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Chapter Twenty-Three

"Hang out with me?"

I grabbed the last of the books I would need to finish up some homework over the weekend and stuffed them in my bag. Closing my locker, I turned and smiled at Faith sheepishly.

"I'd love to, but I have to work today. Plus, Logan practically begged me to go even if I didn't have to work because today is the first day of that performance tradition thing. I don't know why he's so desperate for me to go, but I guess we'll see."

As we walked down the hallway together, I glanced at her, catching a little smirk stretching across her lips.

"What?" I asked, narrowing my eyes at her suspiciously.

"I think he wants you to go because he likes—"

"Not this again," I mumbled to myself, and then turned to her. "Faith, let's be serious."

"I am being serious." She deadpanned. "If he didn't like you, then why did I open you're front door to see him brushing the hair out of your face?"

          Rolling my eyes once more, I pushed the front doors of the school open, feeling a gush of wind blow my hair back.

          After that Friday night, my mind kept wondering on about what could have happened if Faith hadn't open the door. When we came back to school the following Monday, however, I feared the worst: everything between Logan and I would be lost – our friendship turned into an awkward mess. It had been a week though, and he was the same exact Logan. In fact, he had acted as if nothing had ever happened, and I almost believed it had all just been some crazy dream.

I spent days wracking my brain for an explanation to whatever it was that happened, or almost happened, and came up with the only logical explanation:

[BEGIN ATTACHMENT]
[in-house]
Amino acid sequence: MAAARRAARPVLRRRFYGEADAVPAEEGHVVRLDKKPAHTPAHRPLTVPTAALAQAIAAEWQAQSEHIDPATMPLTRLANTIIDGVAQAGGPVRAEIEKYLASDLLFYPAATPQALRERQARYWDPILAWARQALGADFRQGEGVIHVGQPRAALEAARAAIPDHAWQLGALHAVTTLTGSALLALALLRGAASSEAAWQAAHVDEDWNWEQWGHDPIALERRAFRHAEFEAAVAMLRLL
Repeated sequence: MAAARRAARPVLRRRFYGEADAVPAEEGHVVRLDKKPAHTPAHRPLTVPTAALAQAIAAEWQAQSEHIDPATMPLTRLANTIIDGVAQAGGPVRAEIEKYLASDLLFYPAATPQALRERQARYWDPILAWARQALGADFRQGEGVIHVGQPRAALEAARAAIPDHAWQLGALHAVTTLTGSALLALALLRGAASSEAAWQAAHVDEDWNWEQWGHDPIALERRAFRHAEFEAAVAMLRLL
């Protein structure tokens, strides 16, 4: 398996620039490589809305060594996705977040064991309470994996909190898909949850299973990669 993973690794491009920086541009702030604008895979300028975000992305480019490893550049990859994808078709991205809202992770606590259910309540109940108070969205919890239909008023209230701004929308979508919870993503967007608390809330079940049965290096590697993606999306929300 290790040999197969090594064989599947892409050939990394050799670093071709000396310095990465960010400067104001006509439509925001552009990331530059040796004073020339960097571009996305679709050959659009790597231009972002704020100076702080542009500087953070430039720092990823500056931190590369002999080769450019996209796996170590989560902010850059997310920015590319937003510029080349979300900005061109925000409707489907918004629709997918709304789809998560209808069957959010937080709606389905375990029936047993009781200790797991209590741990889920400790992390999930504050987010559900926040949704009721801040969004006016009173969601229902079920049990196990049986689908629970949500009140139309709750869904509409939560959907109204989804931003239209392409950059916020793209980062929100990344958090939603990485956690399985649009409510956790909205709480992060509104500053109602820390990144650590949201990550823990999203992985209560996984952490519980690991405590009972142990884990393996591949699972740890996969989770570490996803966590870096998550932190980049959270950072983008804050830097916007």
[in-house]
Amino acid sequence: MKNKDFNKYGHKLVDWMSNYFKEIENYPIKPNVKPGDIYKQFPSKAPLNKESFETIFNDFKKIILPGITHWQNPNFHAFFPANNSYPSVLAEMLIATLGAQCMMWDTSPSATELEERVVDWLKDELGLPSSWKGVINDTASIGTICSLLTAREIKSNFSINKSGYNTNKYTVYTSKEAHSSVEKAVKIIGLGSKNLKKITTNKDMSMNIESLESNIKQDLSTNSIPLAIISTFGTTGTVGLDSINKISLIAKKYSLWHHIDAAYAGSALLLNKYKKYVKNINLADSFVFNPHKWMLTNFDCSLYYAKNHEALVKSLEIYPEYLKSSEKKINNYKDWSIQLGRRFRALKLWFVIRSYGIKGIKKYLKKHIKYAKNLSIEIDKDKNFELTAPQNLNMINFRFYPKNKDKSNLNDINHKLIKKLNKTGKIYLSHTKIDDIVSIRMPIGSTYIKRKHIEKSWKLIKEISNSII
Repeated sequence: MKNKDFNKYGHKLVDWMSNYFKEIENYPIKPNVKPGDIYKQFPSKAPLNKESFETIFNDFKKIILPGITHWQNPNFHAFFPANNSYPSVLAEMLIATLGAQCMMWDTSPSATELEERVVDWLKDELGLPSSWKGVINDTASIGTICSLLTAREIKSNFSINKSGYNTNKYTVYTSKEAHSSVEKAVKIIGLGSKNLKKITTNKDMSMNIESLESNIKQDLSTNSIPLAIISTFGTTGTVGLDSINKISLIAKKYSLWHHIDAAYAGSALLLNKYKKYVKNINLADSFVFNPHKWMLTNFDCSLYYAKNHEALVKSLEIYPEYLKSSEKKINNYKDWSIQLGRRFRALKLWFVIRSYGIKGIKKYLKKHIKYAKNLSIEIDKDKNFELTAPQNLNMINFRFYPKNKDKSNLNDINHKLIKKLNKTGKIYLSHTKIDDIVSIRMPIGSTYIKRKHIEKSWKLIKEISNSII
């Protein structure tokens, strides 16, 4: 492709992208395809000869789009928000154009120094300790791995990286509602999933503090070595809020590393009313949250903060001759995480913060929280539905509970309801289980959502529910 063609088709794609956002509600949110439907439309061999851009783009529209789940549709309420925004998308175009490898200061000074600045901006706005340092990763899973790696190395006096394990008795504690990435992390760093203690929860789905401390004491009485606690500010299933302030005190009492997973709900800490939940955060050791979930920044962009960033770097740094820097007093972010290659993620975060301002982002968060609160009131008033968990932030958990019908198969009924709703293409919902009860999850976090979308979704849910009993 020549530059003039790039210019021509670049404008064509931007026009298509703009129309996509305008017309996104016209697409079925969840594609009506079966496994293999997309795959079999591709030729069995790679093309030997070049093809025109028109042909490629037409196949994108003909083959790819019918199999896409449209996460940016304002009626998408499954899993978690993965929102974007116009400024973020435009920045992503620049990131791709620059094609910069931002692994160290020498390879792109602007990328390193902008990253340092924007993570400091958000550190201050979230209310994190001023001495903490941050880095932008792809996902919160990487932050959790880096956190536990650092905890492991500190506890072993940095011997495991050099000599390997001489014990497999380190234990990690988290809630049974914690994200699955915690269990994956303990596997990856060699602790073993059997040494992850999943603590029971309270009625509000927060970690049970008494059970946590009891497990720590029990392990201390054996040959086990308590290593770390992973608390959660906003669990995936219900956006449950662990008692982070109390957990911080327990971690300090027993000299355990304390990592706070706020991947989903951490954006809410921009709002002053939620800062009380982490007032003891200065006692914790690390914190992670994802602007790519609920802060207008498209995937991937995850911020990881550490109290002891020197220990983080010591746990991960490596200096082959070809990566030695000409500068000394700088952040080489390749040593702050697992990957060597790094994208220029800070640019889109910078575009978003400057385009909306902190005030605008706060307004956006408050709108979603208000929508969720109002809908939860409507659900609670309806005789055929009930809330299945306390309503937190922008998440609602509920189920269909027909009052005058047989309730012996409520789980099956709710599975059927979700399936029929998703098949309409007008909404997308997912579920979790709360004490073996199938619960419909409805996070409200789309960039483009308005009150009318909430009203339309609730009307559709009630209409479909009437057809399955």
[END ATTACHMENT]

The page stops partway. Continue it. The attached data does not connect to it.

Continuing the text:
He was just caught up in the moment.

It made perfect sense because a) we were alone, and b) we were hormonal teenagers.

Need I go on?

"Faith, look," I turned to face her as we approached her car, "It was just something that happened because we were both caught up in the moment. That's all. Nothing more, nothing less."

"But—"

"I'm done talking about this." I sing-songed.

"Just listen! I—"

"Faith. Don't you get it? I'm saving myself from getting hurt. If I keep thinking about these crazy ideas that maybe Logan could like me – when he actually doesn't – I will get hurt. Drop it, okay?"

Faith looked at me with watchful eyes for a moment, before she held up her hands and looked away. "Fine, fine."

As we slipped into her car, I heard her muttering angrily under her breath. In all honesty, I was glad I couldn't understand what she was saying.

But I did understand one thing. It sucked - liking someone you knew couldn't like you back.

"Here's your latte, ma'am. If there's any problem, just call me over." I said, smiling at my customer, who was an older woman, probably in her late-sixties, before walking over to another one of my tables to take up their plates.

"Was everything alright?" I asked the family, stacking their finished plates on the table.

"Yes, thank you."

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